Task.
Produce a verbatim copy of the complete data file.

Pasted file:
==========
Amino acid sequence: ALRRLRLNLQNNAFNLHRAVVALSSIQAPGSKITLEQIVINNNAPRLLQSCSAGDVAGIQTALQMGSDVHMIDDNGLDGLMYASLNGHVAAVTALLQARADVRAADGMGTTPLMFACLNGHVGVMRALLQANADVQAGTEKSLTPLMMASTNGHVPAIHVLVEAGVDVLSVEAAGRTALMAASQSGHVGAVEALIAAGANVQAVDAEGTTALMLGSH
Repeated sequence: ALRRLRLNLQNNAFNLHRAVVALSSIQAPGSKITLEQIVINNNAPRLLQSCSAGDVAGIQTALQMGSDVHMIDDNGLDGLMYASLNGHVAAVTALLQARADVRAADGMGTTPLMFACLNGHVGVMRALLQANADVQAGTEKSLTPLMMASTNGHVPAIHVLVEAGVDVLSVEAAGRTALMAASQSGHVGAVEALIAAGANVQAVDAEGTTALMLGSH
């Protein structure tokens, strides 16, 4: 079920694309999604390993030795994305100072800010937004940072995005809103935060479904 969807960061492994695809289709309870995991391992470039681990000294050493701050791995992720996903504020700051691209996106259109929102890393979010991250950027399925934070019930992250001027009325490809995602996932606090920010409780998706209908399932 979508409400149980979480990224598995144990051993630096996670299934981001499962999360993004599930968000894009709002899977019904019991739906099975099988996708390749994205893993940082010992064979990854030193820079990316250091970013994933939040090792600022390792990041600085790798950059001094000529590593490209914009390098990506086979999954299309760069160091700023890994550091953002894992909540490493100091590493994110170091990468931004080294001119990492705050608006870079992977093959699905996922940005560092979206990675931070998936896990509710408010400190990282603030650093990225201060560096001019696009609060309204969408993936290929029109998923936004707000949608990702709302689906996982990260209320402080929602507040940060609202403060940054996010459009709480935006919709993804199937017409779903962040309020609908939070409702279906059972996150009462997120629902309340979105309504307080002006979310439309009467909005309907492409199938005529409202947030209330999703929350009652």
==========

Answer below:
Amino acid sequence: ALRRLRLNLQNNAFNLHRAVVALSSIQAPGSKITLEQIVINNNAPRLLQSCSAGDVAGIQTALQMGSDVHMIDDNGLDGLMYASLNGHVAAVTALLQARADVRAADGMGTTPLMFACLNGHVGVMRALLQANADVQAGTEKSLTPLMMASTNGHVPAIHVLVEAGVDVLSVEAAGRTALMAASQSGHVGAVEALIAAGANVQAVDAEGTTALMLGSH
Repeated sequence: ALRRLRLNLQNNAFNLHRAVVALSSIQAPGSKITLEQIVINNNAPRLLQSCSAGDVAGIQTALQMGSDVHMIDDNGLDGLMYASLNGHVAAVTALLQARADVRAADGMGTTPLMFACLNGHVGVMRALLQANADVQAGTEKSLTPLMMASTNGHVPAIHVLVEAGVDVLSVEAAGRTALMAASQSGHVGAVEALIAAGANVQAVDAEGTTALMLGSH
């Protein structure tokens, strides 16, 4: 079920694309999604390993030795994305100072800010937004940072995005809103935060479904 969807960061492994695809289709309870995991391992470039681990000294050493701050791995992720996903504020700051691209996106259109929102890393979010991250950027399925934070019930992250001027009325490809995602996932606090920010409780998706209908399932 979508409400149980979480990224598995144990051993630096996670299934981001499962999360993004599930968000894009709002899977019904019991739906099975099988996708390749994205893993940082010992064979990854030193820079990316250091970013994933939040090792600022390792990041600085790798950059001094000529590593490209914009390098990506086979999954299309760069160091700023890994550091953002894992909540490493100091590493994110170091990468931004080294001119990492705050608006870079992977093959699905996922940005560092979206990675931070998936896990509710408010400190990282603030650093990225201060560096001019696009609060309204969408993936290929029109998923936004707000949608990702709302689906996982990260209320402080929602507040940060609202403060940054996010459009709480935006919709993804199937017409779903962040309020609908939070409702279906059972996150009462997120629902309340979105309504307080002006979310439309009467909005309907492409199938005529409202947030209330999703929350009652």